Start with students who love history, add the thrill of competition, and combine those with a newly-minted passion for creating video documentaries and what do you get? A remarkable, authentic video created by eighth-grade history documentarians Luka Abuladze and Aidan Mulvey.
Under the guidance of enrichment teacher Jonathan Harvey, the pair took it upon themselves to represent Cavallini Middle School (Upper Saddle River, NJ) with an entry into the annual National History Day competition. This year’s theme: CONFLICT AND COMPROMISE.
The first challenge the students faced was to decide on a topic. Originally they planned to explore the story of the Berlin Wall. Then Professor Marc Aronson of Rutgers University came to speak at a school assembly. During a chance post-assembly conversation with the professor, the boys mentioned their idea. The professor shared the story of a young bike messenger–the same age as Luka and Aidan–who played a pivotal role in closing the divide between the U.S. and the U.S.S.R. during the Cuban Missile Crisis. Intrigued, the team knew they had their topic. (Be sure to read to the bottom to watch the video and learn about this little-known piece of history.)
With only a few short weeks to the deadline, the students dug into research. After dipping their toes into popular sources such as History.com and Wikipedia, the pair shifted to more scholarly resources in search of detail and primary resources. This was critical as the competition sets rigorous standards to ensure that participants use materials for which they could prove clear license.
In addition to their online resources, the students identified a treasure trove in their own neighborhood–eyewitnesses who were willing to share their recollections as interview subjects.
Armed with his iPhone, Aidan met with each at their home to record stories. “We were really surprised by the diverse responses. Some people were afraid, some people were scared.”
The variety captured is remarkable, ranging from an American grandfather who recalls being more attuned to the World Series than the threat of nuclear war, to a former resident of the Soviet Union who described an ever-present state of worry.
To facilitate their independent research, the two used a Google Drive folder to store and share each exciting discovery. Their next hurdle was to develop their script. With a strict ten-minute time limit, the pair were hard-pressed to pare the wealth of material they had learned to fit while also retaining their own personalities and identities in the final narration.
Luka said, “One thing that really made it easier, and I think everyone who makes a video should do this, is we created a storyboard on a big whiteboard. You always have to have a plan. Try to take the general pieces and put what goes where, from this minute to that.”
Aidan added, “Always have a theme and always tie it in today. I think those are two big things people should always keep in mind.”
Finally, they were ready to start production. They sat down before the microphone to record their voice-overs. With the intuition of true budding production pros, they realized that the best approach was to record each paragraph of their script as a separate audio file. This saved them from having to re-record the entire script every time they wanted to improve their performance or revise the script. With careful editing of the script and a bit of fast-talking, they managed to imbue the story with the serious, urgent tone they were hoping to achieve.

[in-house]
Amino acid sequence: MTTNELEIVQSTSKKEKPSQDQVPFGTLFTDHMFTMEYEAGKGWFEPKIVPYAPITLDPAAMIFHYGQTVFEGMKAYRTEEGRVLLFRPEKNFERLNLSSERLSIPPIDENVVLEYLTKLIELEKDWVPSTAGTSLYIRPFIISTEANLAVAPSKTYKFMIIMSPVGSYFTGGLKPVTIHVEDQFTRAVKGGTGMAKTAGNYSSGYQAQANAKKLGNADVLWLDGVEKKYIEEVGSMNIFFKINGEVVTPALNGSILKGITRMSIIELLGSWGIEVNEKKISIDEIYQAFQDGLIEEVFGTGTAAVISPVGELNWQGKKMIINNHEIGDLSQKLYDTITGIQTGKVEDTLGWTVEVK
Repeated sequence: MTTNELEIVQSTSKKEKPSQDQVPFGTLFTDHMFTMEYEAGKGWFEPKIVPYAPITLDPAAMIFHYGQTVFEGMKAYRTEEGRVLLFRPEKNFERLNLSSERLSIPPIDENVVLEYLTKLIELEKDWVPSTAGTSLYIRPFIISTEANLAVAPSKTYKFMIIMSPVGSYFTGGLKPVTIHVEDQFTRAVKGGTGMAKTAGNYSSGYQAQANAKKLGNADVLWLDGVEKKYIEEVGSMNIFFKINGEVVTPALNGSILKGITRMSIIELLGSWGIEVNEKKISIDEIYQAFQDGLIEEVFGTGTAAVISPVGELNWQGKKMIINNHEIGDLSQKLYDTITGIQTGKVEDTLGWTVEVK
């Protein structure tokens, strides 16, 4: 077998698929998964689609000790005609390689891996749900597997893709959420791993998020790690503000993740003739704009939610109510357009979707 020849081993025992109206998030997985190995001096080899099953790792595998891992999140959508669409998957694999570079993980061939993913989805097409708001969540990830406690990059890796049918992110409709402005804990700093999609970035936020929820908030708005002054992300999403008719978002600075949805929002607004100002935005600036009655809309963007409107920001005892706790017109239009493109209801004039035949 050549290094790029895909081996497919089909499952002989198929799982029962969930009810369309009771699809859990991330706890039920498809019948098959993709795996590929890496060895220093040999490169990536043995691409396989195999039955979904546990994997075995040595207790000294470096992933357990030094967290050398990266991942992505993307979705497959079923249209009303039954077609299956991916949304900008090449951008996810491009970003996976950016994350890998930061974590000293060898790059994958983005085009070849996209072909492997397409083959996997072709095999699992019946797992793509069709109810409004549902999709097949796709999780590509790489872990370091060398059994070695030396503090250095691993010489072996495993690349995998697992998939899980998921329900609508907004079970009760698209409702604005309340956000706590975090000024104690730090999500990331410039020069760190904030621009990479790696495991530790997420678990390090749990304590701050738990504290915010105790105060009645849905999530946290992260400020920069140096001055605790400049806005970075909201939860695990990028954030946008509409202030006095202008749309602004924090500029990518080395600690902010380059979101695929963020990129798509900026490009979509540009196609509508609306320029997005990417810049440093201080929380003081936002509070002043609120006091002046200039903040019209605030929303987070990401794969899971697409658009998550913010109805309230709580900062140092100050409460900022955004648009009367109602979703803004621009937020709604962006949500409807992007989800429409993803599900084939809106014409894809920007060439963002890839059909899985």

Aidan explains, “The project gave us a chance to really learn to implement music and editing. This was a big part of the work and WeVideo made it really easy to learn while we worked.” After adding the audio elements to their WeVideo project and placing them in order on a timeline, the two set to associating the storehouse of video, images, and audio clips with their story. With the recent launch of WeVideo Essentials, students now have access to a library of music and visual assets to support projects like this one.
Intuition led them to develop an appreciation for WeVideo’s extensive and easy-to-use library of transitions. Luka said, “if we didn’t have transitions it would just look sloppy. It would just be pictures, and it wouldn’t look good. Oh, and we really liked the Ken Burns effects that let us zoom into the pictures that were a big part of the project.”
The students particularly appreciated the flexibility of being able to contribute to and work on their project from whatever device was handy. In the course of the project, they used a MacBook Pro, Apple desktops, Lenovo Chromebooks, as well as their smartphones. Aidan added, “It was great that we could share the work as we went along. It was also great that WeVideo automatically saved because I bet we would have forgotten at least a couple of times.”
Looking back, Aidan said, “We are really proud of minutes four through eight where we have a lot of good primary sources of video and speeches.”
“We especially liked using parts of Kennedy’s speech at different points in the video, including the post-credit scene. We were inspired by all the Marvel movies for that.”
Although they did not win the competition, the pair is undaunted. Luka said, “we really want to continue with this. We got 500 likes in three hours when my mom put it on Facebook. We’re planning on doing shorter videos. We want to do three to five-minute videos, and our next project is going to be about the Great Depression.”
Watch their video and be sure to keep an eye out for these up and coming stars of the documentary world.